Sage Hill bows out in semis

CERRITOS — Playing with a very sore left shoulder, Sage Hill School senior Robbe Simon kept battling.

The lefty said he felt pain, particularly when serving. But there was no way Simon was going to take a seat in Monday's CIF Southern Section Division 3 semifinal boys' tennis match at Cerritos Regional Park.

Simon swept a difficult Whitney singles lineup, somehow getting through three tough sets against Vignesh Sadras, Ruthwick Pathireddy and Sathwick Pathireddy. Simon, who Coach A.G. Longoria has called the best player in program history, stayed undefeated in the playoffs.

Longoria called it an Academy Award effort. As a team, the Lightning still were snubbed at the end of the day.

No. 2-seeded Whitney came back to win huge doubles sets to beat Sage Hill, 10-8, crushing the Lightning's dreams of a repeat CIF championship.

It was the Lightning's third loss of the season to Academy League champion Whitney (23-1). All were close, as Sage Hill (12-11) lost on games in the teams' first league meeting and 11-7 in the second matchup.

Neither of those, though, hurt as badly as Monday's match.

"You have to give credit to Whitney," said Longoria, whose team lost in the semifinals for the third time in four seasons. "They did not give up. They're pretty aggressive, pretty confident with their style. I think they have a good shot in the final [against Tuesday's Valencia-St. Margaret's winner]. They may not have a super No. 1 [singles player] and a super No. 1 doubles [team], but you can see how solid their doubles are."

Solid enough to come back for two huge wins in the first round. At No. 2 doubles, the Wildcats' Gabe Cupino and Sam Lau saved a match point and rallied for a 7-5 victory over Sage's Eric Magliarditi and Ryan Lee. At No. 3 doubles, Alex Pham and Mitch Hoang overcame a 5-2 deficit, winning the last five games for a 7-5 victory over Garrett Rapport and Sam Sherman.

The Lightning easily could have had a 4-2 lead after the round. Instead, Sage was down by the same score.

Whitney also held a 7-5 sets lead after the second round after another big comeback. Cupino and Lau won the final five games to beat Sage's top doubles team of Alex Manolakas and Denis Cirit, 6-4.

With Sage Hill having little singles depth behind Simon, the Wildcats quickly won three sets in the final round to clinch the match.

Cupino said he and his Whitney teammates didn't know what to expect. As he has been doing in the playoffs, Longoria opted to split up his No. 1 doubles team of Manolakas and Magliarditi to try to increase his overall doubles strength. Whitney Coach Wes Williams did the same for the teams' second straight meeting, as the normal No. 1 duo of Cupino and Pham played with different partners.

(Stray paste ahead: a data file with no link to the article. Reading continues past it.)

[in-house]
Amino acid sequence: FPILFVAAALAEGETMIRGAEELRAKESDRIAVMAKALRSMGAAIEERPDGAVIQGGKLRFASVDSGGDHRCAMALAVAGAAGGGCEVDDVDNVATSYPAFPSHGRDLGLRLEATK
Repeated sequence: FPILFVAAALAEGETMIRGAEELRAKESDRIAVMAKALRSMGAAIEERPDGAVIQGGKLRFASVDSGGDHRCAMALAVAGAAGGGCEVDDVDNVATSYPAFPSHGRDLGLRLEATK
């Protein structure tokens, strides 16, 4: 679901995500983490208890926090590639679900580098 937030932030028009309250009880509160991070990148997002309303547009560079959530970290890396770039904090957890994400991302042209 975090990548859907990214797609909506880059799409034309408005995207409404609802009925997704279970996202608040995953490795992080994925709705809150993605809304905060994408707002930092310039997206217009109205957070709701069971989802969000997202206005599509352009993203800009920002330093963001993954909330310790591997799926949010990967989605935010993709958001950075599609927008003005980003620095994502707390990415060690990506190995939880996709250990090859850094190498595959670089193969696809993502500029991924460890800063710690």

"When we would play together, we'd at the most get three sets," said Cupino, a sophomore. "Against Sage the first time, we got two, so we decided to split up. We were hoping to get two each.

"Sage always seems to pull it off in CIF. We were really nervous before the [match]. They have so much potential, and before they never had Alex and Eric split up … We were scared to see what would happen."

But Cupino and Lau stepped up, helping Whitney make its first CIF title match since 2005. The Pathireddy brothers, as well as Sadras, won their other six combined singles sets by scores of 6-0 and 6-1.

Manolakas and Cirit, both seniors, won two doubles sets for Sage Hill. So did Lee and Magliarditi, but the deficit was too much to overcome.

"We had our shot," Longoria said. "We had a lot of people who had never been here to the big show, and it really makes a difference. You've got to get to the semis and finals to know what it's like."

Simon, who won his three sets, 6-1, 6-3, 6-2, completed a remarkable three-year career at Sage Hill after transferring from Phoenix Country Day School in Arizona.

In each of his three postseasons, Simon was undefeated, including in doubles in 2010 and in singles during last year's title run.

"I'll remember, first and foremost, the camaraderie," said Simon, fighting back tears. "I never thought that tennis could be such a team sport. Playing these three years, it was just a lot of fun."

matthew.szabo@latimes.com

Twitter: @mjszabo

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